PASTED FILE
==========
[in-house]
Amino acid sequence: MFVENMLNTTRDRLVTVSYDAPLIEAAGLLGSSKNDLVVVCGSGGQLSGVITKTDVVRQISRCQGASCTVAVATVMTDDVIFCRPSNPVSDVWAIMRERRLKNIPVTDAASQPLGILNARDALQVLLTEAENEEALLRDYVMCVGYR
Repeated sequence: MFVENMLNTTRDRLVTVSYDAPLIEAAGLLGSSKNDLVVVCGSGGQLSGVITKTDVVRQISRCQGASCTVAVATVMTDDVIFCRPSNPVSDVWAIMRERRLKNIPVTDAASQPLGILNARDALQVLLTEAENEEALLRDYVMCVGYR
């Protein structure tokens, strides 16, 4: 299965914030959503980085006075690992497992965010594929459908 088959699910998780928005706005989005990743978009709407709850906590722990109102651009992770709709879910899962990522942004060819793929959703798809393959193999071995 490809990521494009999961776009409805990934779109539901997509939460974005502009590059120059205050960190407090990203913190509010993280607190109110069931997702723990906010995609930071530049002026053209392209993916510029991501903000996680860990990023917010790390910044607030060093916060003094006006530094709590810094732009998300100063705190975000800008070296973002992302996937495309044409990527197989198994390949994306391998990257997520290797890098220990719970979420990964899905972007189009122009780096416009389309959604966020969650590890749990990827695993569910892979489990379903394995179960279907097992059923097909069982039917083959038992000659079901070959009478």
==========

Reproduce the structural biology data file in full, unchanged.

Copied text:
[in-house]
Amino acid sequence: MFVENMLNTTRDRLVTVSYDAPLIEAAGLLGSSKNDLVVVCGSGGQLSGVITKTDVVRQISRCQGASCTVAVATVMTDDVIFCRPSNPVSDVWAIMRERRLKNIPVTDAASQPLGILNARDALQVLLTEAENEEALLRDYVMCVGYR
Repeated sequence: MFVENMLNTTRDRLVTVSYDAPLIEAAGLLGSSKNDLVVVCGSGGQLSGVITKTDVVRQISRCQGASCTVAVATVMTDDVIFCRPSNPVSDVWAIMRERRLKNIPVTDAASQPLGILNARDALQVLLTEAENEEALLRDYVMCVGYR
């Protein structure tokens, strides 16, 4: 299965914030959503980085006075690992497992965010594929459908 088959699910998780928005706005989005990743978009709407709850906590722990109102651009992770709709879910899962990522942004060819793929959703798809393959193999071995 490809990521494009999961776009409805990934779109539901997509939460974005502009590059120059205050960190407090990203913190509010993280607190109110069931997702723990906010995609930071530049002026053209392209993916510029991501903000996680860990990023917010790390910044607030060093916060003094006006530094709590810094732009998300100063705190975000800008070296973002992302996937495309044409990527197989198994390949994306391998990257997520290797890098220990719970979420990964899905972007189009122009780096416009389309959604966020969650590890749990990827695993569910892979489990379903394995179960279907097992059923097909069982039917083959038992000659079901070959009478």